ISSN 10227954, Russian Journal of Genetics, 2010, Vol. 46, No. 9, pp. 1042–1044. © Pleiades Publishing, Inc., 2010.
Original Russian Text © A.N. Shabarina, N.G. Shostak, M.V. Glazkov, 2010, published in Genetika, 2010, Vol. 46, No. 9, pp. 1175–1177.
Various regions of chromosomes are attached to the
nuclear envelope during the interphase, which ensures
a highly ordered organization of chromosomes in the
nucleus. This, in turn, is important for the “proper”
functioning of the genome, including its functions
during ontogeny. Recent data indicate that the spatial
arrangement of chromosomes in the nucleus is an ele
ment of gene expression control [1, 2]. The associa
tion (interaction) of interphase chromosomes and the
nuclear envelope via specific regions of chromosomal
DNA termed nuclear envelope DNAs (neDNAs)
plays an important role in this process.
We have a collection of chromosomal DNA frag
ments isolated from the nuclear envelopes of mouse
hepatocytes . Nuclear envelope DNAs constitute a
separate class of “structural” regions of chromosomal
DNA different from MARs/SARs (DNA fragments
isolated from the cores of the rosettelike structures
and DNA of the synaptonemal complex) . We
selected one element from this collection,
whose characteristic feature is a polypurine track
highly homologous (up to 100%) to the genomes of
various objects from microorganisms to
to humans. This evolutionarily con
served sequence is usually located in intergenic regions
of the genomes of various organisms; more rarely, it is
found in introns of genes . Our data  show that
introduction of neDNA into the construction of a
transgene (at its flanks) increases the viability of trans
genic mouse embryos by a factor of three, thereby
increasing the transgenosis efficiency. This may result
from compartmentalization of the transgene both in
chromosomes and in the interphase nucleus as a
whole, not interfering with the normal implementa
tion of the genetic program of development.
In this study, we analyzed the functional character
istics of neDNAs that are involved in preventing trans
gene heterochromatization and attempted at deter
mining their regulatory properties.
For this purpose, we used the transgenosis method
and a model system containing the
. The experimental con
struction had the following composition: 5'
, where 5'
are the ends of a
are the enhancers of the
is the enhancer of the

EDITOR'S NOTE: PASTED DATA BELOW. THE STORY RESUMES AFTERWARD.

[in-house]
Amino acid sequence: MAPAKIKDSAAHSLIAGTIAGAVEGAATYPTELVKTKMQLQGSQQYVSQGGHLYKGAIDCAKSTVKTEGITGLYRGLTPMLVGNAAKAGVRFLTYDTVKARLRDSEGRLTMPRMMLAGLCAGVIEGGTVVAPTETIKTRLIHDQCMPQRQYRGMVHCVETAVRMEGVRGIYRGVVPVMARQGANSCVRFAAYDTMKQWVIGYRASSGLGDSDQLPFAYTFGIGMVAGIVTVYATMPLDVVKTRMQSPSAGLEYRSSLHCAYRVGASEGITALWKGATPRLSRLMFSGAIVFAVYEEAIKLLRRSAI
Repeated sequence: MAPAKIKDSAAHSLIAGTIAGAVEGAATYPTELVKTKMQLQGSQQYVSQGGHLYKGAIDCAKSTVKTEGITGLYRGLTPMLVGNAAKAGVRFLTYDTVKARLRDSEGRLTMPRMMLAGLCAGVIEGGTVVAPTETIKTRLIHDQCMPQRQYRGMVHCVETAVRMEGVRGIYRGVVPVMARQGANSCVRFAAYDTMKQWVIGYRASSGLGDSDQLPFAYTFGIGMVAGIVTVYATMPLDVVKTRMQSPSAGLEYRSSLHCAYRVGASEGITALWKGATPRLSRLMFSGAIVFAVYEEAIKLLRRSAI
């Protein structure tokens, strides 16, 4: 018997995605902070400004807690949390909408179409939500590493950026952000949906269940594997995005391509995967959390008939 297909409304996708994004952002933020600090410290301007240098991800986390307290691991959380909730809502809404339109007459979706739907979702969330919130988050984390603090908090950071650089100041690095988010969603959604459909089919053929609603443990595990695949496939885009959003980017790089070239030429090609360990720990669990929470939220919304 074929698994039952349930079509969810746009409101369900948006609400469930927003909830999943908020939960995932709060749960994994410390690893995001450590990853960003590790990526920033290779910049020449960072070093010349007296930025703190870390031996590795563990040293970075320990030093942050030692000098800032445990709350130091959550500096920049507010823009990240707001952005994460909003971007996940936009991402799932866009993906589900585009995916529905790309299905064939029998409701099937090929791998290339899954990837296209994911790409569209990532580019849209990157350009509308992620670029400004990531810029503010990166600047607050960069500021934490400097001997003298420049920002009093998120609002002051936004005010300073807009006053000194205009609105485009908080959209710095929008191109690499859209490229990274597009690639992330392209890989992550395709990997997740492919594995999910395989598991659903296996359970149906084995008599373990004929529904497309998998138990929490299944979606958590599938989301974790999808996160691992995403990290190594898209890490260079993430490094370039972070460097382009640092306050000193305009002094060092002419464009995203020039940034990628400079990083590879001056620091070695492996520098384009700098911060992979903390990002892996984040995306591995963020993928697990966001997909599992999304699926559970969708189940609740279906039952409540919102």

promoter of the
the studied sequence (
). A similar construction
not containing neDNA fragment served as a control.
To create these constructions, we used the vectors
to which the regula
tory elements of the
gene and the enhancer of
gene were cloned (the vectors were kindly
provided by P.G. Georgiev).
We used the
(carrying the gene of
nase, which allowed us to perform incision via the site
specific recombination mechanism in transgenic
). All strains were maintained at a tempera
on the standard medium. For inducing
the expression of
recombinase, second to third
instar larvae obtained by crossing the analyzed strain
strain were subjected to heat shock at
for 1.5 h on two consecutive days.
embryos were transformed using the
microinjection method according to the standard pro
tocol . The DNA of the experimental construction
dissolved in water was mixed with the DNA of a helper
) at a ratio of 5 : 1. This mixture was
embryos by means of a
micromanipulator and a microinjector (Eppendorf,
The Role of Chromosomal Regions Anchored to the Nuclear
Envelope in the Functional Organization of Chromosomes
A. N. Shabarina
, N. G. Shostak
, and M. V. Glazkov
Koltsov Institute of Developmental Biology, Russian Academy of Sciences, Moscow, 119334 Russia;
Engelhardt Institute of Molecular Biology, Russian Academy of Sciences, Moscow, 119991 Russia
Received January 28, 2010
The functional characteristics of the DNA fragments responsible for chromosome attachment to the nuclear
envelope during the interphase (neDNAs) have been studied. The neDNAs flanking the transgene have been
found to promote a steadily high rate of its expression, irrespective of the site of its insertion into the host
chromosomes. At the same time, neDNAs themselves have no transcription regulatory functions.